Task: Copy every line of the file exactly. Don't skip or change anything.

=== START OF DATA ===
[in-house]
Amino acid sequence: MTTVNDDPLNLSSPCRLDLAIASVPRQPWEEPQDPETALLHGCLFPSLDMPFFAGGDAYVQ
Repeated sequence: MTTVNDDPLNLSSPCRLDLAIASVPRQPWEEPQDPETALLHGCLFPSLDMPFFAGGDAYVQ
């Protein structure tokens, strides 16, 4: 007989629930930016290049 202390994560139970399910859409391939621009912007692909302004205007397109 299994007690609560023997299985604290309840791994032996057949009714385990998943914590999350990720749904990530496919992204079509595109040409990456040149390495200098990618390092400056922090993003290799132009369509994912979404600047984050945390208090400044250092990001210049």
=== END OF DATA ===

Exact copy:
[in-house]
Amino acid sequence: MTTVNDDPLNLSSPCRLDLAIASVPRQPWEEPQDPETALLHGCLFPSLDMPFFAGGDAYVQ
Repeated sequence: MTTVNDDPLNLSSPCRLDLAIASVPRQPWEEPQDPETALLHGCLFPSLDMPFFAGGDAYVQ
């Protein structure tokens, strides 16, 4: 007989629930930016290049 202390994560139970399910859409391939621009912007692909302004205007397109 299994007690609560023997299985604290309840791994032996057949009714385990998943914590999350990720749904990530496919992204079509595109040409990456040149390495200098990618390092400056922090993003290799132009369509994912979404600047984050945390208090400044250092990001210049």